The Celtics led by three points yesterday when Giannis Antetokounmpo inbounded to Khris Middleton 35 feet away from the basket with five-tenths of a second left in regulation.
Middleton’s smooth, easy release found net at the buzzer, and the Celtics collectively groaned. Overtime? Overtime despite Terry Rozier’s apparent game-winning 3 a half-second earlier? After he baked Eric Bledsoe with a crossover before draining it?
“I think everybody probably thought the game was over with 0.5 left,” said Marcus Morris. “We guarded the 3-point line, he got a long 3 and made it. Like I said, it’s the playoffs. You have to get back to it. The coaches did a great job getting our minds off of it and continuing to play.”
Their memories properly scrubbed, the Celtics, one of the best escape ensembles in the NBA, snuck out another one with a 113-107 overtime win over Milwaukee in Game 1 of their first-round playoff series.
“We just take a deep breath,” Jaylen Brown said. “Brad said it was good and he got it off, it was behind us at that point. Now, we got to focus on overtime and that’s what we did.”
The C’s may be streakier than one of Bill Walton’s tie-dye T-shirts, and they certainly suffered in one of their most drought-ridden second quarters of the season. But their early offensive troubles aside, five Celtics scored 19 or more points, including Al Horford’s double-double of 24 points with 12 rebounds. Rookie Jayson Tatum had 19 points and 10 rebounds in his playoff debut.
The C’s thus survived a pair of explosive 30-plus performances from Antetokounmpo and Middleton — the former with 35 points and 13 rebounds, and the latter with 31 points, including five 3-pointers.
But Rozier, after getting off to a slow start, came back to make even bigger plays with eight overtime points that included another 3-pointer and 5-for-6 shooting from the line over the last 18.8 seconds.
He finished with 23 points, hit a team-high four 3-pointers, and threw more weight behind his nickname — Scary Terry. And like Rozier, everyone in green once again put their best work on the floor late.
The Celtics also survived a 26-4 second-quarter run by the Bucks that fed, in part, off three straight Shane Larkin turnovers.
“That was part of our plan, to kind of lull them into a false sense of security, never attack the paint, just throw it to the other team and let them score whenever they want,” cracked Brad Stevens. “We thought maybe that would wear them out. Turns out it didn’t look like a good plan, so we had to readjust, make those hard halftime adjustments, throw it to our team, and try to do what we did in the first quarter.”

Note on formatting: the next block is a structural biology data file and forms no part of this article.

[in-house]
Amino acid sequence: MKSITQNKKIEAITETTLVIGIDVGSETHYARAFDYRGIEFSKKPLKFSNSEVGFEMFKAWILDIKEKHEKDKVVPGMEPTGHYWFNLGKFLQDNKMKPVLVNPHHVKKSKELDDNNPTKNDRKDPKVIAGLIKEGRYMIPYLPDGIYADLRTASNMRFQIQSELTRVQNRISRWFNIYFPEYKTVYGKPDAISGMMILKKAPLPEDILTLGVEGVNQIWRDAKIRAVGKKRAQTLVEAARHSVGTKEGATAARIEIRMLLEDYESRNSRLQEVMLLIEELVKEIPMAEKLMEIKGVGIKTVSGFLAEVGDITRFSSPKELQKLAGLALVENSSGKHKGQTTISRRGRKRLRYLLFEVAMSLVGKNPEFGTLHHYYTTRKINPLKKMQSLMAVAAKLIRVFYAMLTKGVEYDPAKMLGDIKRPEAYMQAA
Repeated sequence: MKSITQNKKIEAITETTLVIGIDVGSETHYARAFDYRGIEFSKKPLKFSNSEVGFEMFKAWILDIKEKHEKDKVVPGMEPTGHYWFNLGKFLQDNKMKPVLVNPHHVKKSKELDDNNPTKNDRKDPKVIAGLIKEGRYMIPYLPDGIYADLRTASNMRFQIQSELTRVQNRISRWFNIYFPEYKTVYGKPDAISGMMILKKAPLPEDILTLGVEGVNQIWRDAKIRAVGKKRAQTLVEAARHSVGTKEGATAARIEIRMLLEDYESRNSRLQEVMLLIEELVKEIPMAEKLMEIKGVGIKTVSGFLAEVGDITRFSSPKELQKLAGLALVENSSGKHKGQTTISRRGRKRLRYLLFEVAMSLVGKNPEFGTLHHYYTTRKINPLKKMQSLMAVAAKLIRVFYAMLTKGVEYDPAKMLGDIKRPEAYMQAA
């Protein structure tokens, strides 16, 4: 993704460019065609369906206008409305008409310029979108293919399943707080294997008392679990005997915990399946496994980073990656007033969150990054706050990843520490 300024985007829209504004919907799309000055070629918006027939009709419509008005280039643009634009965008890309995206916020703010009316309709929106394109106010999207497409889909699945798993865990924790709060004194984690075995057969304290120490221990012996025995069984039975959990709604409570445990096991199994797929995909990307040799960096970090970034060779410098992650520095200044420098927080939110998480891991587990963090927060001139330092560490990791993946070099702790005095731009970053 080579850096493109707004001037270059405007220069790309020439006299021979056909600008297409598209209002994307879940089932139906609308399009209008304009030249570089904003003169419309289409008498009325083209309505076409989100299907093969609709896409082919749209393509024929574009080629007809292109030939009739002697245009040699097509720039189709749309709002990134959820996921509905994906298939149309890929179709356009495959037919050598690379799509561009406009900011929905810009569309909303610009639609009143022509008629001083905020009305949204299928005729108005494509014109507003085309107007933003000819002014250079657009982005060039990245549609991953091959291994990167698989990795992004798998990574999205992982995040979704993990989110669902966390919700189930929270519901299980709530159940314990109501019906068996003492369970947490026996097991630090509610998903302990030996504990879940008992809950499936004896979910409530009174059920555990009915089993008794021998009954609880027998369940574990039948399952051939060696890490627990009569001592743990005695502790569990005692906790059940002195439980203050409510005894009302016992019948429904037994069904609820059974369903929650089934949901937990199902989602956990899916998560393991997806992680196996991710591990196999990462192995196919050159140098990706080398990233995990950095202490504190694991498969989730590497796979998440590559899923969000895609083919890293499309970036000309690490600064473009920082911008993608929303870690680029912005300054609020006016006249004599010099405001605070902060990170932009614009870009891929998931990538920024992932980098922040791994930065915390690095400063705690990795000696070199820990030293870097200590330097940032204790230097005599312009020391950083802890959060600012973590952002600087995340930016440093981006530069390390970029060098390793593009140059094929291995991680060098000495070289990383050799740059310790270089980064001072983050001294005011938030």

Then came overtime.
The Bucks took a 105-104 lead on a Malcolm Brogdon drive with three minutes left, but Horford, drawing Antetokounmpo’s fifth foul, gave the C’s a 106-105 lead from the line with 2:10 left.
Tatum saved the next possession when he rebounded Rozier’s missed 3, then slashed into the paint with a reverse layup.
Tatum was also tied up by Antetokounmpo while rebounding a deep Middleton miss. The Greek won the tap, was fouled by Rozier, inbounded, was fouled again, and with 53.6 seconds left hit only the first of two.
This time Tatum was fouled skying for the rebound. The rookie threw the ball away down the other end, but made up for it by getting back down the floor to block Brogdon. Tony Snell ended the possession with a missed 3.
Horford grabbed the board, and with 18.8 seconds left Rozier hit two from the line for a 110-106 lead.
Antetokounmpo, fouled on a drive by Horford, hit the first, missed the second, and fouled out when he grabbed Rozier on a rebound attempt. The Bucks forward ran across the floor pumping his fist in protest.
Rozier missed the second of two, but Middleton missed on a drive. Rozier put the game out of reach with two free throws with 4.4 seconds left.
“I was mad as hell that he made that shot, number one,” Rozier said of Middleton’s game-tying bomb. “But we knew it’s a battle. It’s the playoffs. It happens. He hit a crazy shot, especially with 0.5 (seconds), so you know that’s tough.
“(But) going into overtime, let’s do it. Let’s stay together and let’s win this game. You get to the huddle and people were upset a little bit, because you wanted to go home and wrap up Game 1. But you’re still living in the moment. You have to fight and that’s what we did. We had each other’s back and we never stopped believing that we were going to win and we did what we have to do in overtime.”